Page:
by Robert Moorehead

In the same spirit as my last post in which I pleaded for sales of my book (well, the book in which I wrote a chapter), this post gets at the challenge of accurately measuring the impacts of our academic work. Inevitably, some statistical measure of our work gets created, reducing our professional lives to a series of numbers. But how accurate are those numbers? What do they measure? How can they reflect the quickly changing ways in which we’re sharing ideas? If we’re going to be reduced to numbers, how can we make sure that those numbers help us, rather than hinder us?

Hack E-Science Librarianship

I read.  A lot.  Still I’m constantly amazed at how little of the massive amounts of information available to me I’m actually able to absorb.  It is no surprise that this is an affliction shared by the research community.  Scientific research is available for public consumption in ways that would have seemed unimaginable just a few short years ago and the sheer volume can be overwhelming.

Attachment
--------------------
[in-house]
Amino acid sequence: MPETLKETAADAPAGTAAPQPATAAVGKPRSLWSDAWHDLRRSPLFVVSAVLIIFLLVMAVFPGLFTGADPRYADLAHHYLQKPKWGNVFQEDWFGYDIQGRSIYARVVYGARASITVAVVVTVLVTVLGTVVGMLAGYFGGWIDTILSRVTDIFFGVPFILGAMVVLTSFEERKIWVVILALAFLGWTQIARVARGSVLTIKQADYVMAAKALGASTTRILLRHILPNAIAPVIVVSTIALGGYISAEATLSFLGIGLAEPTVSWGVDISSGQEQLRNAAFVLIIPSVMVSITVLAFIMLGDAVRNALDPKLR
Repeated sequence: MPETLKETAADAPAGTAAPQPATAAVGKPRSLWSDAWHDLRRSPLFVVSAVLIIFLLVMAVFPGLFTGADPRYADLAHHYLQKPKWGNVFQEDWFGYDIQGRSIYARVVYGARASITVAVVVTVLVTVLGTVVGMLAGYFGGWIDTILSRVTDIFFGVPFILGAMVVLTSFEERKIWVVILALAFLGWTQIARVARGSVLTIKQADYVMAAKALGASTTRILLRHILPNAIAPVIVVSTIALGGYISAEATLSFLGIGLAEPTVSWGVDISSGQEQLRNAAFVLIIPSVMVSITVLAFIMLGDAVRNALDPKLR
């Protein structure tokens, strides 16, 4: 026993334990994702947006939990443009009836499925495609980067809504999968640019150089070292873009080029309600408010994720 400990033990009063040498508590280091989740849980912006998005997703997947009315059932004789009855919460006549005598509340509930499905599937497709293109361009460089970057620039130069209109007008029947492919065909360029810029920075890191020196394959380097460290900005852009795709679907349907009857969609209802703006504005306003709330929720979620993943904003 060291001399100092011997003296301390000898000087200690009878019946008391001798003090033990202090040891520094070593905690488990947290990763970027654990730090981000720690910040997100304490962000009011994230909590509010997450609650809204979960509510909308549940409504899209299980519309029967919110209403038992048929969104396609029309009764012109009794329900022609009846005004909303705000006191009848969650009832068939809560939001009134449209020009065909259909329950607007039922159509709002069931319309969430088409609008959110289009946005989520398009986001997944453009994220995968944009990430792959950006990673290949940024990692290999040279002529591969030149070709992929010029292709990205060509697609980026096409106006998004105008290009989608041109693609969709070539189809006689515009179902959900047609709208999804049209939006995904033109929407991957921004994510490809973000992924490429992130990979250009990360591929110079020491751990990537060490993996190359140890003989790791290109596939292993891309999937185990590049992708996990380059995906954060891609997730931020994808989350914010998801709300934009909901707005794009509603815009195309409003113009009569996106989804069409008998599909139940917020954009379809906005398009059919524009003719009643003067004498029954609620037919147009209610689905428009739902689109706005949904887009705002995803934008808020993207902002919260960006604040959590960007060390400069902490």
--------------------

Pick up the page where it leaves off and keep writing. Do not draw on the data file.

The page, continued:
“In growing numbers, scholars are integrating social media tools like blogs, Twitter, and Mendeley into their professional communications. The online, public nature of these tools exposes and reifies scholarly processes once hidden and ephemeral. Metrics based on this activities could inform broader, faster measures of impact, complementing traditional citation metrics.”

http://arxiv.org/html/1203.4745v1

These alternative metrics, or altmetrics as they are commonly referred to, are increasingly gaining credence as a way to track the sphere of influence of social media in the scientific community.  It…

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